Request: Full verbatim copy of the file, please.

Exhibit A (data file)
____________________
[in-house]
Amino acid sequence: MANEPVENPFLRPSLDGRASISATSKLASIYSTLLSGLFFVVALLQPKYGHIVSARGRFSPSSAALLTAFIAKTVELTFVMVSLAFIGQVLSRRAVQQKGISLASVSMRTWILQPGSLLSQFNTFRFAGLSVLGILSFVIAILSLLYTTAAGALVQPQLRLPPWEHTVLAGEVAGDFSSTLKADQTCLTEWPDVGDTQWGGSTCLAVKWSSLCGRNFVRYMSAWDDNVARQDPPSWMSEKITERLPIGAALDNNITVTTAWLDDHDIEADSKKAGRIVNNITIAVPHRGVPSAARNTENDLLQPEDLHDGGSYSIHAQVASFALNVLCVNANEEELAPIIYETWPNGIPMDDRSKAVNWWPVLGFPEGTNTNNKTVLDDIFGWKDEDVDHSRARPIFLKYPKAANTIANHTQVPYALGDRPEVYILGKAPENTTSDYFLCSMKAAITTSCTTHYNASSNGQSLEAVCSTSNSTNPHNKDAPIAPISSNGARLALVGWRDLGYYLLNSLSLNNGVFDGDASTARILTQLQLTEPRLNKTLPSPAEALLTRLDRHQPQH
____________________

[in-house]
Amino acid sequence: MANEPVENPFLRPSLDGRASISATSKLASIYSTLLSGLFFVVALLQPKYGHIVSARGRFSPSSAALLTAFIAKTVELTFVMVSLAFIGQVLSRRAVQQKGISLASVSMRTWILQPGSLLSQFNTFRFAGLSVLGILSFVIAILSLLYTTAAGALVQPQLRLPPWEHTVLAGEVAGDFSSTLKADQTCLTEWPDVGDTQWGGSTCLAVKWSSLCGRNFVRYMSAWDDNVARQDPPSWMSEKITERLPIGAALDNNITVTTAWLDDHDIEADSKKAGRIVNNITIAVPHRGVPSAARNTENDLLQPEDLHDGGSYSIHAQVASFALNVLCVNANEEELAPIIYETWPNGIPMDDRSKAVNWWPVLGFPEGTNTNNKTVLDDIFGWKDEDVDHSRARPIFLKYPKAANTIANHTQVPYALGDRPEVYILGKAPENTTSDYFLCSMKAAITTSCTTHYNASSNGQSLEAVCSTSNSTNPHNKDAPIAPISSNGARLALVGWRDLGYYLLNSLSLNNGVFDGDASTARILTQLQLTEPRLNKTLPSPAEALLTRLDRHQPQH